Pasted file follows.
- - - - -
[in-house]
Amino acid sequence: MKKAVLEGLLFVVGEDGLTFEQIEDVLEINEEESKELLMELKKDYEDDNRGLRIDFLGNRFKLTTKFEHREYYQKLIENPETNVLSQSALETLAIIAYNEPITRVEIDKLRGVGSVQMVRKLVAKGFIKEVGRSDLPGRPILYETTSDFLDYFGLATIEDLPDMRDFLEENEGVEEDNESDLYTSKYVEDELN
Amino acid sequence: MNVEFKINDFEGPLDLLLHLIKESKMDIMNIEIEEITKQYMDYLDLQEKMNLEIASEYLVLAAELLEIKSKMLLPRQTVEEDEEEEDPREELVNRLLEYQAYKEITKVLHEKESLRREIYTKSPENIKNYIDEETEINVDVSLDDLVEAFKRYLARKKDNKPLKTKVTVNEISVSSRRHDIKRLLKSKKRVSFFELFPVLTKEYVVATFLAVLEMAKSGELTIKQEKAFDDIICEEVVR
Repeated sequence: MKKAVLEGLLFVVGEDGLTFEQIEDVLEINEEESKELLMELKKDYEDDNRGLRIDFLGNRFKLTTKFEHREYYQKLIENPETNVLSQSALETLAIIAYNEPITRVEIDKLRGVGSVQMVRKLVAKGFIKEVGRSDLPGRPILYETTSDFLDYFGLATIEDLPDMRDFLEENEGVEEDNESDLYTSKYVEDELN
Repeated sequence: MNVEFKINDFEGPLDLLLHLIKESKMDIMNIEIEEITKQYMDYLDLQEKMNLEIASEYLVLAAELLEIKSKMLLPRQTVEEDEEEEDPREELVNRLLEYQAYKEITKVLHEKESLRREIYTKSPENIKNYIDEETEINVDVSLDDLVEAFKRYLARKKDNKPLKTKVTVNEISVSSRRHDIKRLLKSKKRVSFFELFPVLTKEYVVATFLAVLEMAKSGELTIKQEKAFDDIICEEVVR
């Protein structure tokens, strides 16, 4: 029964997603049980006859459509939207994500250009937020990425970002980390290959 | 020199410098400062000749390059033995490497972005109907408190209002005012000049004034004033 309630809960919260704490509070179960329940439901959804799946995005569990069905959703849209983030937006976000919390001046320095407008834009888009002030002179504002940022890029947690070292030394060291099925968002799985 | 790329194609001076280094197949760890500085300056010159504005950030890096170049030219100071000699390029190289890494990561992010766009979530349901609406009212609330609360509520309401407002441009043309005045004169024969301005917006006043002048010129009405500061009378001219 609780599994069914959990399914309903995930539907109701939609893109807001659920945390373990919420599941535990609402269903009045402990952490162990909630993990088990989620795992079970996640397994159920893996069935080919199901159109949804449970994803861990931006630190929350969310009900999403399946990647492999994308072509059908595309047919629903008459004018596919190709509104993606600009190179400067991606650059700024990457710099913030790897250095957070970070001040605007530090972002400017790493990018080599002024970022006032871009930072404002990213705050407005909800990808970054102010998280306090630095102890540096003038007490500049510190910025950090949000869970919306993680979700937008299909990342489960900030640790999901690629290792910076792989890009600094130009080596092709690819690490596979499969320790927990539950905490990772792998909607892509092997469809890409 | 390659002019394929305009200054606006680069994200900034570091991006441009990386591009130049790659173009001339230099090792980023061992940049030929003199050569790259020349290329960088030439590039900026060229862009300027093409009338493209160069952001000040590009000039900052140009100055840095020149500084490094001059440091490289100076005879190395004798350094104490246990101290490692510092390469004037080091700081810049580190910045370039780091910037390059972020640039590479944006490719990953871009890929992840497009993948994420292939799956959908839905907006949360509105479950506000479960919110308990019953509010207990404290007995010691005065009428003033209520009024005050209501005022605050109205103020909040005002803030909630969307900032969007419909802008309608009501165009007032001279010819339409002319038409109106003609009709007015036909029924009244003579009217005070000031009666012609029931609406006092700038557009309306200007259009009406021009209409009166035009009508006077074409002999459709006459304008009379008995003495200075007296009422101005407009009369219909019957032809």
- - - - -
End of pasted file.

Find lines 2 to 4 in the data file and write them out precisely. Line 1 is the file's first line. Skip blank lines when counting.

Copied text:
Amino acid sequence: MKKAVLEGLLFVVGEDGLTFEQIEDVLEINEEESKELLMELKKDYEDDNRGLRIDFLGNRFKLTTKFEHREYYQKLIENPETNVLSQSALETLAIIAYNEPITRVEIDKLRGVGSVQMVRKLVAKGFIKEVGRSDLPGRPILYETTSDFLDYFGLATIEDLPDMRDFLEENEGVEEDNESDLYTSKYVEDELN
Amino acid sequence: MNVEFKINDFEGPLDLLLHLIKESKMDIMNIEIEEITKQYMDYLDLQEKMNLEIASEYLVLAAELLEIKSKMLLPRQTVEEDEEEEDPREELVNRLLEYQAYKEITKVLHEKESLRREIYTKSPENIKNYIDEETEINVDVSLDDLVEAFKRYLARKKDNKPLKTKVTVNEISVSSRRHDIKRLLKSKKRVSFFELFPVLTKEYVVATFLAVLEMAKSGELTIKQEKAFDDIICEEVVR
Repeated sequence: MKKAVLEGLLFVVGEDGLTFEQIEDVLEINEEESKELLMELKKDYEDDNRGLRIDFLGNRFKLTTKFEHREYYQKLIENPETNVLSQSALETLAIIAYNEPITRVEIDKLRGVGSVQMVRKLVAKGFIKEVGRSDLPGRPILYETTSDFLDYFGLATIEDLPDMRDFLEENEGVEEDNESDLYTSKYVEDELN